Pelee Island trips can be wonderful and defiinately an adventure as mentioned previously, when I found poison ivy there. This noxious weed is only one among countless found on this quaint island. Certainly the entire island cannot be appreciated in one day, but I did see lovely woodlands, stunning beaches and heard many songbirds. In addition to being a calm, natural spot, I found it oddly exhilarating being at the southernmost tip of Canada.
Pelee Island Trip
My Pelee Island trip began from Leamington Ontario, home of the Big Tomato Information booth and the largest number of greenhouses in Canada. Despite how much I enjoy Ketchup on fries, I spent no time viewing the area or its tomatoes before heading to the docks. There I boarded the Jimaan Ferry for a 1 hr. and 45 minute trip to the main dock on the island’s west side.
The ferry sold a variety of items in their gift shop including several interesting books on Pelee as well as the standard nautical souvenirs. On the wall there was a topographical map of the surrounding area, so I got a better idea of how close we were to the U.S. and the number of islands that make up what is known as The West Lake Erie Islands.
These islands, regardless of their country of ownership, form what is called an Archipelago. This is the term for a chain or cluster of islands, which in this case support a Carolinian forest eco system. While I was familiar with Carolinian forests, as my cottage is in one such area, until I visited Pelee I had no idea of the range of these environs.
In fact, “Carolinian” itself is a term used to describe a life or vegetative zone in Eastern North America characterized by a predominance of deciduous trees. Over the years since the origin of this designation came in to use in 1859 by J.G. Cooper of the United States, its usage has changed. Now the term is primarily used in Canada, and referred to as Eastern Deciduous or Eastern Woodlands, in the U.S.
The northern edge of the area encompassed is below an approximate line drawn between Toronto on Lake Ontario to Grand Bend on Lake Huron, with the southern extension in to the Carolinas. In this area are pockets of the fertile mixed wood plains, as seen on Pelee Island. The Great lakes modify the surrounding area allowing animals, birds and plant life to survive, that are seldom found in other areas of Canada.
Typical Carolinian forest; trees are a mix of Hickory, Black Walnut,Sycamore, Chestnuts, Oaks and the rarer Red Mulberry, Dwarf Hackberry, Tulip tree and Kentucky Coffee trees. Not surprisingly, Poison Ivy is one of the native vines for this area, while wildflowers, Swamp Rose Mallow, Tall Coreopsis,Wild Bergamot,wild Lupine and Yellow Lotus can also be found blowing in the meadows and wetlands.
Unique animals and reptiles are there as well. In fact the Island is home to the Gray Fox found only in one other location in Manitoba and a Blue Racer snake which is only found on Pelee. There are many more examples of wildlife unique to this area and island, many of which are now endangered species!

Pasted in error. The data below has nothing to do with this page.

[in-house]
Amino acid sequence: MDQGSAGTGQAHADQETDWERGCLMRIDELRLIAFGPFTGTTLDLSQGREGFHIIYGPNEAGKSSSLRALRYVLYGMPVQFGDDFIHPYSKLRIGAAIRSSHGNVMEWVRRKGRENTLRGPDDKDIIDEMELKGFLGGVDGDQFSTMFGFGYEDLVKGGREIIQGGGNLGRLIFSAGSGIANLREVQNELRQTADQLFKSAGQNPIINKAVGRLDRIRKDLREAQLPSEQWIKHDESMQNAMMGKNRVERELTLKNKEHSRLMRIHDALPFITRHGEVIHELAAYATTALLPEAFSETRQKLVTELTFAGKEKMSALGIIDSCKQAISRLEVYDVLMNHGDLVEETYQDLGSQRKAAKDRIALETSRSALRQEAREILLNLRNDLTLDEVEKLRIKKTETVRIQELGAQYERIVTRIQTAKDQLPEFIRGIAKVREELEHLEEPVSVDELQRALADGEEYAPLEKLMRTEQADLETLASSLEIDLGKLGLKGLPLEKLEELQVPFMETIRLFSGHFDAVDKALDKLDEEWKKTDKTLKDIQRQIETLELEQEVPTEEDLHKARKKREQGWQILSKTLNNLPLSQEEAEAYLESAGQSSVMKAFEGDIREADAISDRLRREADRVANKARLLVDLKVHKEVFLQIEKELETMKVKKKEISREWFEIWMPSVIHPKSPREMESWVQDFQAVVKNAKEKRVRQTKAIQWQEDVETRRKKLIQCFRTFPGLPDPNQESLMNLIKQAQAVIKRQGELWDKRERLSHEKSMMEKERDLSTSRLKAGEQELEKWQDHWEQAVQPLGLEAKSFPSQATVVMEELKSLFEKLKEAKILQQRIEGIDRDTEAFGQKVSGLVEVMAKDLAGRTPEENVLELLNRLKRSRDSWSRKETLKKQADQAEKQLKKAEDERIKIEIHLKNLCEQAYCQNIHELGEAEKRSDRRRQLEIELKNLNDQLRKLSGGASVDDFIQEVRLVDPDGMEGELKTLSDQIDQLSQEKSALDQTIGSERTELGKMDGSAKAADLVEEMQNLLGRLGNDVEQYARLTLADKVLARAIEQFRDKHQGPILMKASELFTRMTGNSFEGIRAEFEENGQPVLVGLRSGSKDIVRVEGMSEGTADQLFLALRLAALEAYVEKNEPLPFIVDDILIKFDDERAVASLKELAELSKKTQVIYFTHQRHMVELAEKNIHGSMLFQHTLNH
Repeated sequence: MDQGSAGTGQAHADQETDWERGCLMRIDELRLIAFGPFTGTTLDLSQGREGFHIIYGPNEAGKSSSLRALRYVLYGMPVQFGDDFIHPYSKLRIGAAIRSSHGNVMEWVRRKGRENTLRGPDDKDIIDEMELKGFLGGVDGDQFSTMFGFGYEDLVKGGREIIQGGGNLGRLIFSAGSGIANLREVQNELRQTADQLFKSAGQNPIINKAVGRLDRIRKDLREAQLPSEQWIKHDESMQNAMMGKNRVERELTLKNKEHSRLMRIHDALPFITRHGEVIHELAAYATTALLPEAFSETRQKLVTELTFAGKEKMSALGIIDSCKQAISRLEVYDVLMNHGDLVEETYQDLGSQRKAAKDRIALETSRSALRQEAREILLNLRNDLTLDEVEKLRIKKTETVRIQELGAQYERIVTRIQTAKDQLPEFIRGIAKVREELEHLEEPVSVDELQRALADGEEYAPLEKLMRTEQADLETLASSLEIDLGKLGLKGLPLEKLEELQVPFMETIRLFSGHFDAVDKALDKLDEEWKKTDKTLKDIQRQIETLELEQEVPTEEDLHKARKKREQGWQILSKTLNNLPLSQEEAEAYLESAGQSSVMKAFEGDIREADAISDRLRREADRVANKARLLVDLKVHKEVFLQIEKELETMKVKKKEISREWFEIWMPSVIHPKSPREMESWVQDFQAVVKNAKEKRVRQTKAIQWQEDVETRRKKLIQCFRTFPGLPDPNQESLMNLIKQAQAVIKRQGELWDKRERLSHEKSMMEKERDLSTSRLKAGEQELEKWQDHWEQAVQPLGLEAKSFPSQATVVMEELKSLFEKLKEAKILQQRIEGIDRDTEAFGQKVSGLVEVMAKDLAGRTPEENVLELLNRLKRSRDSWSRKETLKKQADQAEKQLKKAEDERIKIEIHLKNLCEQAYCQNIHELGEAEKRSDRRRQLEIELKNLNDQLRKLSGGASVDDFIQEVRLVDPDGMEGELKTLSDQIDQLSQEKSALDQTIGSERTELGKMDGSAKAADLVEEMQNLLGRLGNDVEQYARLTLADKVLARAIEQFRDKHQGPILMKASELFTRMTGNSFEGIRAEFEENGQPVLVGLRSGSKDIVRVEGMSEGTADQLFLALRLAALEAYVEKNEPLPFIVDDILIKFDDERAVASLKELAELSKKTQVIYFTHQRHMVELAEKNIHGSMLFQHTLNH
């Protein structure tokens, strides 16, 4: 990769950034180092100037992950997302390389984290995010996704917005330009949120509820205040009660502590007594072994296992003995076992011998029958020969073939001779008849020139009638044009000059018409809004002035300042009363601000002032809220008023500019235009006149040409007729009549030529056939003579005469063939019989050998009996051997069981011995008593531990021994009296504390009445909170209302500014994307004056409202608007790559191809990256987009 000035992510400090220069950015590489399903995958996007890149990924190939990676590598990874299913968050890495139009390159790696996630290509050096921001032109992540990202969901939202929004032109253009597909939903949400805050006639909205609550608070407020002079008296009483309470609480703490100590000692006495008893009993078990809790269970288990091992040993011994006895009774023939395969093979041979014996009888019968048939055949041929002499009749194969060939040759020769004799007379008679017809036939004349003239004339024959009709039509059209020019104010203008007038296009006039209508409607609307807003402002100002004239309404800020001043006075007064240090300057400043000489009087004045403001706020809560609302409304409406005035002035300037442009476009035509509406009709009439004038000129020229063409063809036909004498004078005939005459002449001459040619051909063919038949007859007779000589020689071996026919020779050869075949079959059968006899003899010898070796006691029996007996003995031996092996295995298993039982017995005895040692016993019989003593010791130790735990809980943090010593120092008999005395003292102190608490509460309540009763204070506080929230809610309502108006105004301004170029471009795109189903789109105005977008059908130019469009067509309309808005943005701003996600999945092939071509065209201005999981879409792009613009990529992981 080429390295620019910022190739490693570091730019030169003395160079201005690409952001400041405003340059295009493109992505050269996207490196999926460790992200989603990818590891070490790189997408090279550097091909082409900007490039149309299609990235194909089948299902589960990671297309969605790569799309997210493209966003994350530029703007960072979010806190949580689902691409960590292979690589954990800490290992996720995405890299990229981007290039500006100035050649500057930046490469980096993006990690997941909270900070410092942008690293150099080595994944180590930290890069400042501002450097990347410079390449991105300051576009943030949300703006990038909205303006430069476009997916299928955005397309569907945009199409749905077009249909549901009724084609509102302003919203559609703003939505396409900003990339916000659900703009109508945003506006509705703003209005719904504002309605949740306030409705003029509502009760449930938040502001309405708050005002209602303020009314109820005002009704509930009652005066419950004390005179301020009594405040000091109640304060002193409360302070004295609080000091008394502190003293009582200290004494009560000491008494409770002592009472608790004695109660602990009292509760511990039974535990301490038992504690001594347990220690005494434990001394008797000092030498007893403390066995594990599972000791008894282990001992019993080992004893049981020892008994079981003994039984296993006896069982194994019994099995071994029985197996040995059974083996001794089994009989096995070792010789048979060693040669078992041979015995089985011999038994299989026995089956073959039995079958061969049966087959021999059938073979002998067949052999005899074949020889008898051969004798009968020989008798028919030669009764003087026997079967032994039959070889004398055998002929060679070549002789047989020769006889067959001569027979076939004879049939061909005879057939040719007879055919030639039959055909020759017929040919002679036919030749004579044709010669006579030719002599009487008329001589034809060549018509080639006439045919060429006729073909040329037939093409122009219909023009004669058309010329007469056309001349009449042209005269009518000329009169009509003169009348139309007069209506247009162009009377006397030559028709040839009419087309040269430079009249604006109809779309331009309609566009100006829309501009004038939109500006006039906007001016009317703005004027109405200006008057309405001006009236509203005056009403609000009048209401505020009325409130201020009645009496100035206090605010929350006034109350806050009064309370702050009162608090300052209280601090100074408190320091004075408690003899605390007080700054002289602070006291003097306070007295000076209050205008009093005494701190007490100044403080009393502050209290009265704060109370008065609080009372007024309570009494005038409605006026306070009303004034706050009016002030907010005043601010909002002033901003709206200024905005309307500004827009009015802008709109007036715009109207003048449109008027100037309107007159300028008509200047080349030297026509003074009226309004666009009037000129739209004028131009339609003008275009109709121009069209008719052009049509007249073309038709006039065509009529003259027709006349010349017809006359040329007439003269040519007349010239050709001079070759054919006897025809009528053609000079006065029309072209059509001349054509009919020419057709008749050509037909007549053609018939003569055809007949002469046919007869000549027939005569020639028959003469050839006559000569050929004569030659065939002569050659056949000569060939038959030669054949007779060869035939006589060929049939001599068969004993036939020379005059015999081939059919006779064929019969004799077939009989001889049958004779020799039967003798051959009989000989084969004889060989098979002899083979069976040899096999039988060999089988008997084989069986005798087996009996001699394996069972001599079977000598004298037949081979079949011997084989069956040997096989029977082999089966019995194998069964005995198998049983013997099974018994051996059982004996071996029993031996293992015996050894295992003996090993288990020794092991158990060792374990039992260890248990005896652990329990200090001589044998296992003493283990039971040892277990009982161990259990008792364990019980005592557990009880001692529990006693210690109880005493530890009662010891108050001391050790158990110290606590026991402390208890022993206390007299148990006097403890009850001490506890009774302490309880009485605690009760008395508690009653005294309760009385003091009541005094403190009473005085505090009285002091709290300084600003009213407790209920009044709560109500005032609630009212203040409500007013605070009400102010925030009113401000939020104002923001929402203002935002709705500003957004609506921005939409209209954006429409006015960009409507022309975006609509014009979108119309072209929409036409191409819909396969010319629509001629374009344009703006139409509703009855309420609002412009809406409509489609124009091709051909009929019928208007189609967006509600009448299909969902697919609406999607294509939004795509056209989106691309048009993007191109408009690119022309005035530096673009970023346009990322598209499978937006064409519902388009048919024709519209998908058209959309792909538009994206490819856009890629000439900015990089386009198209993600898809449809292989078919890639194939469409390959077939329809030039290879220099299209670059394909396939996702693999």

Unfortunately Carolinian forests are frequently near large populated areas of Ontario and then are at risk due to loss of wetlands, as cities grow. Even farmland expansion has a downside as it can destroy natural nesting and living areas. Certainly the balance of economy vs preservation of a natural eco system is quite delicate.
On Pelee Island, the farming has declined from 33 farms to less than 10 over the last twenty years as farmers’ retired and new machinery allowed larger tracts to be managed by individual farms. The population has declined as well. Around 1900 had almost 800 residents with 4 schools, 4 churches and 3 general stores. Certainly current transportation and recession issues have had an impact on the islands economy as there are only approximately 275 year round residents with one store, a post office, LCBO, bike rentals a few B&Bs and several restaurants.
As well Pelee Island Winery adds to the islands economy and provides another attraction for visitors. Fishing, boating, scenery and the annual Pheasant Hunt draw many tourists here and countless birders come each spring as migration patterns peak.
But no Pelee Island Trip would be complete for me until I witnessed the peak …the sandy one at the end of the island! As a gardener and lover of nature I certainly appreciated the lovely trees blowing in the wind and the birds heard high overhead but getting away was my main goal. In fact I was lookiing forward to leaving the city behind for some beach combing and a calmer atmosphere.
Part of the calm I found was in the natural landscape, feeling the sand through my toes and hearing countless birds call from the shore. With the sun high overhead, beach combing was amazing as I headed to the end of Fish Point Park…to wave at the United States and the thousands of seagulls resting on the sandy finger that ends this lovely island.
Pelee Island was a joy to visit and I look forward to enjoying the Carolinian forest, friendliness of the residents and the lovely blooms of their gardens, in the near future…and of course walk the sandy shores and breath the fresh Lake Erie air!